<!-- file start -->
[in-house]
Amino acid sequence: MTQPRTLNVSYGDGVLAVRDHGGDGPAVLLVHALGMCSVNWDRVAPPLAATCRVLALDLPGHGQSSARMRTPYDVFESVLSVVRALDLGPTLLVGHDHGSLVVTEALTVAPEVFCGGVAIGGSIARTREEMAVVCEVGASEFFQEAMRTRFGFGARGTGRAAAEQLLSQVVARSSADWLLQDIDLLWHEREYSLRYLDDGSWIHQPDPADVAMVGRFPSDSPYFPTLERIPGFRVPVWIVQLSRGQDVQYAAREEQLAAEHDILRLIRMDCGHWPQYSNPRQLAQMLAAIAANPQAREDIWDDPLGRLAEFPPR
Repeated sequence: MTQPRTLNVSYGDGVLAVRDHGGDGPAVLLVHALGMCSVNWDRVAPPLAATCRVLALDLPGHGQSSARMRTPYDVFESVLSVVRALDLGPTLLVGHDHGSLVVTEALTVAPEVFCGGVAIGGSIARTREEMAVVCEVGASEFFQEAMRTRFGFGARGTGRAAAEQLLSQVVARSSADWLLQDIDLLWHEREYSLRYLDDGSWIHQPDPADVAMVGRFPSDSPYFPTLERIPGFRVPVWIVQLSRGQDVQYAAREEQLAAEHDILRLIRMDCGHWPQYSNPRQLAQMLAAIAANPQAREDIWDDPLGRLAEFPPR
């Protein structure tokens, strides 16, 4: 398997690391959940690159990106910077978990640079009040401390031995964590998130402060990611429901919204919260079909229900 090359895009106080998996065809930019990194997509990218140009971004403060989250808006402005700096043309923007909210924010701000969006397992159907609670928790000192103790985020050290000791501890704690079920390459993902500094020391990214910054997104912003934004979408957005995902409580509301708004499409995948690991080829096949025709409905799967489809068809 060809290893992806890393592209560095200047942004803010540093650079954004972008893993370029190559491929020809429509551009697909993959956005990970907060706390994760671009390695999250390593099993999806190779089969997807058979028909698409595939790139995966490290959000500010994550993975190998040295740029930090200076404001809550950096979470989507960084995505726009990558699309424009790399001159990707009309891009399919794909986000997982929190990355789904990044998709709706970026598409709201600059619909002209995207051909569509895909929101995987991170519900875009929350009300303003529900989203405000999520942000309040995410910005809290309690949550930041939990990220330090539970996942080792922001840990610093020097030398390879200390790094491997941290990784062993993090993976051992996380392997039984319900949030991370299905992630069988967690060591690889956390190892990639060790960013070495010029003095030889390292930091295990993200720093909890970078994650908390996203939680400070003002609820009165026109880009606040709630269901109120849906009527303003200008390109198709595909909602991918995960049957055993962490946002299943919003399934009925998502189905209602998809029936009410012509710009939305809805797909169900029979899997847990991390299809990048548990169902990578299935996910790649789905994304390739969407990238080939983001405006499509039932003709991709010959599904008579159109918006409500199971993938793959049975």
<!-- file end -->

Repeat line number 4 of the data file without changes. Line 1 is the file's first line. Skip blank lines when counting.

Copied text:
């Protein structure tokens, strides 16, 4: 398997690391959940690159990106910077978990640079009040401390031995964590998130402060990611429901919204919260079909229900 090359895009106080998996065809930019990194997509990218140009971004403060989250808006402005700096043309923007909210924010701000969006397992159907609670928790000192103790985020050290000791501890704690079920390459993902500094020391990214910054997104912003934004979408957005995902409580509301708004499409995948690991080829096949025709409905799967489809068809 060809290893992806890393592209560095200047942004803010540093650079954004972008893993370029190559491929020809429509551009697909993959956005990970907060706390994760671009390695999250390593099993999806190779089969997807058979028909698409595939790139995966490290959000500010994550993975190998040295740029930090200076404001809550950096979470989507960084995505726009990558699309424009790399001159990707009309891009399919794909986000997982929190990355789904990044998709709706970026598409709201600059619909002209995207051909569509895909929101995987991170519900875009929350009300303003529900989203405000999520942000309040995410910005809290309690949550930041939990990220330090539970996942080792922001840990610093020097030398390879200390790094491997941290990784062993993090993976051992996380392997039984319900949030991370299905992630069988967690060591690889956390190892990639060790960013070495010029003095030889390292930091295990993200720093909890970078994650908390996203939680400070003002609820009165026109880009606040709630269901109120849906009527303003200008390109198709595909909602991918995960049957055993962490946002299943919003399934009925998502189905209602998809029936009410012509710009939305809805797909169900029979899997847990991390299809990048548990169902990578299935996910790649789905994304390739969407990238080939983001405006499509039932003709991709010959599904008579159109918006409500199971993938793959049975």